Three-alarm fire damages studio of noted Baltimore artist

January 13, 1992|By Deborah I. Greene Reporter Liz Bowie and art critic John Dorsey contributed to this article.

The Fells Point art studio of widely-known painter Grace Hartigan was damaged yesterday in a three-alarm fire that erupted just as the artist was completing a painting scheduled for an upcoming exhibit at C. Grimaldis Gallery in Charles Village.

"My whole show is in there," said Ms. Hartigan, clutching the collar of a full-length fur coat as she stood among throngs of onlookers gathered in the noontime cold.

She and two assistants rescued from the blaze watched somberly as firefighters ripped into the frame of the smoky, four-story building at Eastern Avenue and South Broadway.

There, on the floors above a REVCO drugstore, which was closed for the day, the artist and her assistants, who declined to give their names, had lived, worked and stored what she said was more than $1 million worth of art.

Fire officials said the blaze, which was reported at 12:14 p.m., DTC broke out in the front of the drugstore shortly after noon. Flames shot out of the store's front window, and plumes of thick, black smoke spread quickly inside.

Firefighters extinguished the blaze within an hour. They had no explanation of how the fire started and no damage estimate. REVCO representatives could not be reached for comment.

Ms. Hartigan said she was sitting on the floor putting the finishing touches on her painting, "The French Doll," when she heard what she thought was a car alarm outside her second-floor window.

"I left the painting drying on the floor and got up to go to the kitchen. That's when I saw the smoke," she said. "I tried to call my assistants on the third floor, but the smoke got so bad that I just grabbed my coat and my purse and got out of there. I was hoping that firefighters would save them [the assistants]."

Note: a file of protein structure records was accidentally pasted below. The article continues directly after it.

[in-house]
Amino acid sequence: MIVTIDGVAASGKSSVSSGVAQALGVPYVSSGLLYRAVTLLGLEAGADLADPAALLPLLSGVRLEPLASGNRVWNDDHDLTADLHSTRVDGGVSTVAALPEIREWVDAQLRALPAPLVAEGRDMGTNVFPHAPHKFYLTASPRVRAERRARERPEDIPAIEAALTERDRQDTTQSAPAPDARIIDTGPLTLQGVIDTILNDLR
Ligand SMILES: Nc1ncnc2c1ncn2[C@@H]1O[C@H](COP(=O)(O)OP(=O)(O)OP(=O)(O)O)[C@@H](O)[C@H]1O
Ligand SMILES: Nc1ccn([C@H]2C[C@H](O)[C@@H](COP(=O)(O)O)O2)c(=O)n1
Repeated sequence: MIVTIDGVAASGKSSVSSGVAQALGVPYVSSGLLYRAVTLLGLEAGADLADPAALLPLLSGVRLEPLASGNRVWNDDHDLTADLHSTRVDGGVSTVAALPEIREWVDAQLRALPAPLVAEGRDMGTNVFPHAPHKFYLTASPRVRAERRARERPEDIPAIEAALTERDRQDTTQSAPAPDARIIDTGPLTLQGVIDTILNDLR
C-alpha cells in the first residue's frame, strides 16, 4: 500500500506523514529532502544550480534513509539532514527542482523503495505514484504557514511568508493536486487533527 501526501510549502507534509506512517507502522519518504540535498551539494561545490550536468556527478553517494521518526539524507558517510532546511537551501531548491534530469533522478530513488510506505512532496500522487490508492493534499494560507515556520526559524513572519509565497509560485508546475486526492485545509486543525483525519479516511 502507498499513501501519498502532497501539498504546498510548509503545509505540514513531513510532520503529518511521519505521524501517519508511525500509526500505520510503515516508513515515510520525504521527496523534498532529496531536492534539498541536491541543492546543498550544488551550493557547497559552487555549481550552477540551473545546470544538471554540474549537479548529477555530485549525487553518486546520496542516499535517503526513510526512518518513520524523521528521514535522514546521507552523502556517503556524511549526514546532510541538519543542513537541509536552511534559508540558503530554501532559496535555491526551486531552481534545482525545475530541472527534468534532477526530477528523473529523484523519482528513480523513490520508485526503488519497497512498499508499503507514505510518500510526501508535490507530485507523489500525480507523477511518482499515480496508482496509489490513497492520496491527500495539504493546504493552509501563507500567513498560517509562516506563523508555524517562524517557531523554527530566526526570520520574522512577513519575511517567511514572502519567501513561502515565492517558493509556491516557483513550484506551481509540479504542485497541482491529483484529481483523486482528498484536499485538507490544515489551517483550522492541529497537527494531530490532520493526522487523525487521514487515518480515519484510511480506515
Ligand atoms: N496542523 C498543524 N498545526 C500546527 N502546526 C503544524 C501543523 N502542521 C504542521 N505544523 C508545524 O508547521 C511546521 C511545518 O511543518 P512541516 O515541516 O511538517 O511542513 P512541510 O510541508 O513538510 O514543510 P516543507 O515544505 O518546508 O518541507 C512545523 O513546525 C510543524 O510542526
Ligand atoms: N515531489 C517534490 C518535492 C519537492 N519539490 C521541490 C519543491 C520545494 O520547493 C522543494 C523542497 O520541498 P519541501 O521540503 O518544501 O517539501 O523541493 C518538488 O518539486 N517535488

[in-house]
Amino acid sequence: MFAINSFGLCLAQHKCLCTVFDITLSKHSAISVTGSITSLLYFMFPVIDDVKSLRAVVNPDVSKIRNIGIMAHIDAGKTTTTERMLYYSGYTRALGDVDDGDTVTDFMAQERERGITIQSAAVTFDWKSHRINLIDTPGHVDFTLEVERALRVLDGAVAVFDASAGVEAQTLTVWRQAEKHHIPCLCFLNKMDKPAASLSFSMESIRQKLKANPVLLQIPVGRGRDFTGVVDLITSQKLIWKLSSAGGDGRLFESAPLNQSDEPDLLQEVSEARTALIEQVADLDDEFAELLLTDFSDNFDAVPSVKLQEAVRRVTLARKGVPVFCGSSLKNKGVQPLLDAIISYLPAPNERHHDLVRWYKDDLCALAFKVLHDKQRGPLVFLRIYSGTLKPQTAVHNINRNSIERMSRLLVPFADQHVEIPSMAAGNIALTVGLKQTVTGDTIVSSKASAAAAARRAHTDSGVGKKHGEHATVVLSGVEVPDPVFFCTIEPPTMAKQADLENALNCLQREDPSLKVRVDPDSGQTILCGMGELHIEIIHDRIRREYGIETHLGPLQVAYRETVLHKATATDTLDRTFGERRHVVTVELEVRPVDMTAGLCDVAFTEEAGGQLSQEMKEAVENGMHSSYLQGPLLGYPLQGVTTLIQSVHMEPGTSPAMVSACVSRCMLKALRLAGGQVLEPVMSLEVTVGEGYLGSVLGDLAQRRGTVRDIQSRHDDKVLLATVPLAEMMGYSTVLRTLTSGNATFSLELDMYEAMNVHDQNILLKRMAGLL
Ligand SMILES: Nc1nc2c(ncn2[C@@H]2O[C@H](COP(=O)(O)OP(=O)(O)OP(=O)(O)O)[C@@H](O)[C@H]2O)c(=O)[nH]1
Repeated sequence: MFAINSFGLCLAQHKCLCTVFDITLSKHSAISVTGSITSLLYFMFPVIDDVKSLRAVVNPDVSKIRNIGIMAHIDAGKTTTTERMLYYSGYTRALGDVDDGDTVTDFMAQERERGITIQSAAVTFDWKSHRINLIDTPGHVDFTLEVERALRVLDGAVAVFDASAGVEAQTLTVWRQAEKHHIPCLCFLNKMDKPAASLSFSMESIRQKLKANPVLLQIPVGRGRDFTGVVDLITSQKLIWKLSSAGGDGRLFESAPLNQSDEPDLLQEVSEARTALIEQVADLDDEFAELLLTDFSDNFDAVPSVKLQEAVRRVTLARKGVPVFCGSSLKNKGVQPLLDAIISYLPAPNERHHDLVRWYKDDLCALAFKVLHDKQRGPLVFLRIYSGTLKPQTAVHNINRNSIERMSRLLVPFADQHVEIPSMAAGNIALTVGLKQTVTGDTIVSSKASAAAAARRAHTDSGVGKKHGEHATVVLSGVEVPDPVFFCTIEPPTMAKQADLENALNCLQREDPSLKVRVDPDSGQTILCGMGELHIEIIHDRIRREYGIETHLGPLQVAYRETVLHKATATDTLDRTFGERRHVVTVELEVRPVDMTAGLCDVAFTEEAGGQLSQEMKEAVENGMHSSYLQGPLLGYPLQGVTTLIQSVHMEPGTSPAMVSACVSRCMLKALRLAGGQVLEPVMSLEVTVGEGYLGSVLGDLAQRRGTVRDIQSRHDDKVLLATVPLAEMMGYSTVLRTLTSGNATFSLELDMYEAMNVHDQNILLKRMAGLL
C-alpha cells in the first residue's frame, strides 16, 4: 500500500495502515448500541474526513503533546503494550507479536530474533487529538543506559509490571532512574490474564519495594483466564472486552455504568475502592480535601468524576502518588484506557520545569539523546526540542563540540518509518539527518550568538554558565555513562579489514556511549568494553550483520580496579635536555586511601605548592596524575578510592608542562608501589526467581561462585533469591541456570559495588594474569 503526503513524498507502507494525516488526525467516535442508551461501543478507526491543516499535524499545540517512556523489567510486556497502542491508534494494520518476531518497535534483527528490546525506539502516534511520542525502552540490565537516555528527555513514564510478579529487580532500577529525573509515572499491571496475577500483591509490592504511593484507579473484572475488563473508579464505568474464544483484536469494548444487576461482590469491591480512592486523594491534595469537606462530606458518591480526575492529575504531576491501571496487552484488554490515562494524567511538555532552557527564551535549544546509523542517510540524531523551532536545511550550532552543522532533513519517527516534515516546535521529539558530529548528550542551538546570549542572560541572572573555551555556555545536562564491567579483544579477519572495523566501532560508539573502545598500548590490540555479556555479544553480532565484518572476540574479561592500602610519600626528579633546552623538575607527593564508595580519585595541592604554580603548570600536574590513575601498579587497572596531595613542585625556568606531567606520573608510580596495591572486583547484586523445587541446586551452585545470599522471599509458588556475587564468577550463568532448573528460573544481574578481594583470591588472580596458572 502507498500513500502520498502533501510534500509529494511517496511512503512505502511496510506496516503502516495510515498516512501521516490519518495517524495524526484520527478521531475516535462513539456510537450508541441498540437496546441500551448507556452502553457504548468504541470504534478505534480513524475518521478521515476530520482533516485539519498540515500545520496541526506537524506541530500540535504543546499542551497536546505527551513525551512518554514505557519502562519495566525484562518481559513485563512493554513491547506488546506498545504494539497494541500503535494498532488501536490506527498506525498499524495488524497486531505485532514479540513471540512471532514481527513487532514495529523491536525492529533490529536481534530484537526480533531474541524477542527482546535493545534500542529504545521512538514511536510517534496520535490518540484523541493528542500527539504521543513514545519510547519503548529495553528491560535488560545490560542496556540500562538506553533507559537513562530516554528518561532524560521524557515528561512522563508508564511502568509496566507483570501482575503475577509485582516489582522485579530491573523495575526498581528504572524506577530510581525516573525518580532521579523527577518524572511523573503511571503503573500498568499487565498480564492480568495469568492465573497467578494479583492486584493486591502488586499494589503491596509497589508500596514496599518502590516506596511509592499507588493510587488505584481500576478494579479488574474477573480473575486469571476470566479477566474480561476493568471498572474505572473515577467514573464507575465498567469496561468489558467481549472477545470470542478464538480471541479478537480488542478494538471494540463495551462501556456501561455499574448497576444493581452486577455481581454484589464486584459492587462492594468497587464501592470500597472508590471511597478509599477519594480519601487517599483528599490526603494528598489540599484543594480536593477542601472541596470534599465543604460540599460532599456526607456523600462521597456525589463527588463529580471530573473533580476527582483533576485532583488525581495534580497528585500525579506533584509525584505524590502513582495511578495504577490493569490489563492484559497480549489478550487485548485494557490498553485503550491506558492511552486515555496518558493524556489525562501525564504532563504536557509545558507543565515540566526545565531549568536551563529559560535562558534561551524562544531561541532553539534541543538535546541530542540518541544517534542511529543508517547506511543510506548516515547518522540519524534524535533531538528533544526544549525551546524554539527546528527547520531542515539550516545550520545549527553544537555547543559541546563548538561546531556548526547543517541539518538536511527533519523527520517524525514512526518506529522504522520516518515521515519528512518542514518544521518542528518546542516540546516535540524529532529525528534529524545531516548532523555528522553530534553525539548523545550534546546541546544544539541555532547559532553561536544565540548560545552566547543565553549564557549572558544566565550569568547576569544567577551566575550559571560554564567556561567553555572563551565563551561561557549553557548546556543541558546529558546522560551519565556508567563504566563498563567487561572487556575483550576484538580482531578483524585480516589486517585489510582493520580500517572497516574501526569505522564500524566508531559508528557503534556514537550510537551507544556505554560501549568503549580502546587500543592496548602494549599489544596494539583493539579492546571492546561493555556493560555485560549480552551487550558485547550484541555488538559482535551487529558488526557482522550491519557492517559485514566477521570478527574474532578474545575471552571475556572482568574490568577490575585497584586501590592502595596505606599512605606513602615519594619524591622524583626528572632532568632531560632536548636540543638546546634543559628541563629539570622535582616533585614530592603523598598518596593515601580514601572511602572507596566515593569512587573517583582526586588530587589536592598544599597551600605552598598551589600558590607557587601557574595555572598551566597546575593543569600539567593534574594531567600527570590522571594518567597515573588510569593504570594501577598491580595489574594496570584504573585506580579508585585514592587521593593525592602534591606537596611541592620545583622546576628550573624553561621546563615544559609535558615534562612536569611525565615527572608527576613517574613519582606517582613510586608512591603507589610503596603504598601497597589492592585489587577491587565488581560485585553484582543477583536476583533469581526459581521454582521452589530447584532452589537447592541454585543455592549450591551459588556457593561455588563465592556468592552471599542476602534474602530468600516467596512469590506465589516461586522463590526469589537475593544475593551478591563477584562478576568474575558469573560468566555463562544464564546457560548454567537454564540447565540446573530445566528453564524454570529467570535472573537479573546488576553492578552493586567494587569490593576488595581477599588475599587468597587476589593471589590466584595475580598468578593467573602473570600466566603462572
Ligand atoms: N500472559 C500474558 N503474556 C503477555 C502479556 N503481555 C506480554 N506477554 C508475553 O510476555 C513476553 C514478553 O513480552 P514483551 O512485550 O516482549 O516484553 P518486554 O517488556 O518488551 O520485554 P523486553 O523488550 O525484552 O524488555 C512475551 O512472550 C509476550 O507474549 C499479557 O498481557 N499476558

As Ms. Hartigan fled from a side door on Eastern Avenue, firefighters lowered the aerial tower of a truck against a third-floor window and rescued the assistants: a woman and a man who cradled a tabby cat, named Mac, beneath his coat.

An internationally-known abstract expressionist, Ms. Hartigan's works are in the collections of several New York museums, including the Museum of Modern Art, the Metropolitan Museum of Art, the Solomon R. Guggenheim Museum, and the Whitney Museum of American Art.

Her works are also part of the Baltimore Museum of Art's collection of American painters.

Ms. Hartigan was working on what her dealer called a pop American series of paintings -- ranging in price from $15,000 to $50,000 -- scheduled April 2 for an exhibit at Constantine Grimaldis' gallery on Morton Street.

"Oh, my God," yelled Mr. Grimaldis when a caller telephoned him about the blaze. Too upset to talk, he abruptly hung up and rushed from his gallery to Ms. Hartigan's side.

Ms. Hartigan's work has enjoyed a resurgence of public attention after being overshadowed for years by such prominent movements as pop and minimalism.

The 69-year-old artist's fame grew steadily during the 1980s, culminating in a book published two years ago about her career entitled "Grace Hartigan: A Painter's World."

Born in Newark, N.J., Ms. Hartigan first came into prominence as a leading American abstract expressionist in New York in the 1950s.

But her career waned after she moved from New York to Baltimore and married a Johns Hopkins researcher. She taught for years at the Maryland Institute, serving for some years as director of its Hoffberger School of Painting.

But Ms. Hartigan's own art has remained her passion.

Critics said Ms. Hartigan seemed always fascinated by the energy, brashness and even vulgarity of the American scene. Her works loomed larger than life on canvases up to eight feet tall, most of which she kept in her studio. "I work here because of the space. Everybody likes a little space," Ms. Hartigan said.

She feared some of the art in her third floor studio may have been damaged by the heavy smoke and water that firefighters used to douse the flames.

"Thankfully, the flames did not go that far," said Mr. Grimaldis after returning from the burned studio. "There is minimal smoke and water damage in the storage area on the second floor, but as far as we can see the paintings look OK."

NB And Ms. Hartigan's show in April will go on, the dealer added.

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